Staycation time: EU leaders keep it low-key
2013 is the year for low-key holidays for Europe's politicians, sensitive to the fact that many Europeans say they cannot afford to go on holiday given the recession and high levels of unemployment.
Some leaders are choosing destinations in their own country, known as "staycations". Some have even gone so far as to order their political colleagues to not go abroad this year.
The destinations the leaders have chosen reflect their needs this summer- to get away from prying eyes and angry voters who are closely watching their leaders to see if they practice the austerity that they preach.
Vacation location: Italian Alps
Merkel traditionally opts for holidays in Italy and reportedly spends every Easter on the Italian island of Ischia, off the coast of Naples.
This summer, she will spend at least part of her 18-day vacation hiking in the Italian Alps, according to Reuters. A German governments spokesman would not confirm the location, however, although he said Angela Merkel's last podcast before her holiday had mentioned a hiking holiday.
It might be just the time Merkel needs to clear her head ahead of national elections in Germany on September 22. The latest weekly FORSA poll gave Merkel's center-right coalition a 12-point lead over the center-left alliance, but her party has not been without troubles lately, most recently over the U.S. spying scandal.
Germans have been angered by the extent of U.S. spying, but the German government has been walking a fine line between co-operating with the U.S. and seeking explanations from the U.S. over revelations made by Edward Snowden.
Ahead of her holiday, which started on July 19, Merkel gave her traditional "summer press conference" during which she defended her stance on U.S. spying.
Vacation location: Fort de Brégançon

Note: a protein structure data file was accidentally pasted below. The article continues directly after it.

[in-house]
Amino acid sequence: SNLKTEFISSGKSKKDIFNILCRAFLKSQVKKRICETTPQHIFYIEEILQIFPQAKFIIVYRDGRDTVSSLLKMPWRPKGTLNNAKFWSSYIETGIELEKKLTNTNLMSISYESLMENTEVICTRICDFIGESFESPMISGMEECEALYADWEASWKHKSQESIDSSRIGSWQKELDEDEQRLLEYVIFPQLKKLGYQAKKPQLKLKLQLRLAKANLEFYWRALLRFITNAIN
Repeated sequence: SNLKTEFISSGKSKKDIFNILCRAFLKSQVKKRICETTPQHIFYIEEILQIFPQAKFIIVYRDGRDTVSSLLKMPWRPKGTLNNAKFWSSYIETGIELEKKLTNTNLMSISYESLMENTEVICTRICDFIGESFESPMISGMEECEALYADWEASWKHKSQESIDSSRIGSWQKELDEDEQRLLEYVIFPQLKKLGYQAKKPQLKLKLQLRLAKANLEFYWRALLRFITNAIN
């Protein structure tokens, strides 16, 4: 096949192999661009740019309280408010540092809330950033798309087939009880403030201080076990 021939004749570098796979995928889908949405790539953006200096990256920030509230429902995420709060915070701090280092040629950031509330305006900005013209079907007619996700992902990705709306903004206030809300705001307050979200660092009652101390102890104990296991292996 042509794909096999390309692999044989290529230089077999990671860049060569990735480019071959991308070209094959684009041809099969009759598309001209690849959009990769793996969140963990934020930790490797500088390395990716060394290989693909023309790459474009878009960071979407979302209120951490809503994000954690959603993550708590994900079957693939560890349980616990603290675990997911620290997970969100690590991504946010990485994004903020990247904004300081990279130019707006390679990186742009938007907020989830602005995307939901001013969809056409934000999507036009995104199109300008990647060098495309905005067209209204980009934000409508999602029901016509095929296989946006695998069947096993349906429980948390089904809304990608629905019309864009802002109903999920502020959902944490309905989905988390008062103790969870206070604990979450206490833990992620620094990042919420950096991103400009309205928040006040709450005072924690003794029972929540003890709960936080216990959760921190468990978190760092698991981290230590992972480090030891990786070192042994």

The French president, who's been dubbed "Mr Austerity" by the press for slashing his own and government officials' salaries, will try to practice what he preaches by staying in France during his two weeks of annual leave at the start of August. But he will still be holidaying in style.
According to Le Parisien newspaper, Hollande and his partner Valérie Trierweiler traveled to the traditional summer residence of French presidents on Thursday.
Fort de Brégançon on the French Riviera is set atop a rocky outcrop in the Mediterranean. It has been the property of the French state and has been used as a summer residence for the republic's leaders for over four decades.
Hollande has a second home near Cannes but according to the The Guardian newspaper, this is deemed too "showbiz" at a time when Hollande's popularity ratings are already at an all-time low.
Hollande is sensitive to reports that last year he spent too much time on holiday. French newspaper Le Figaro reported on Monday that Hollande had ordered his ministers to holiday in France so they wouldn't be too far from Paris. He has also banned them from taking more than 16 days of holiday.
The French presidential office was not immediately available to confirm the reports.
Turn to Page 2 for the holiday destinations of Italy, Britain and Spain's leaders.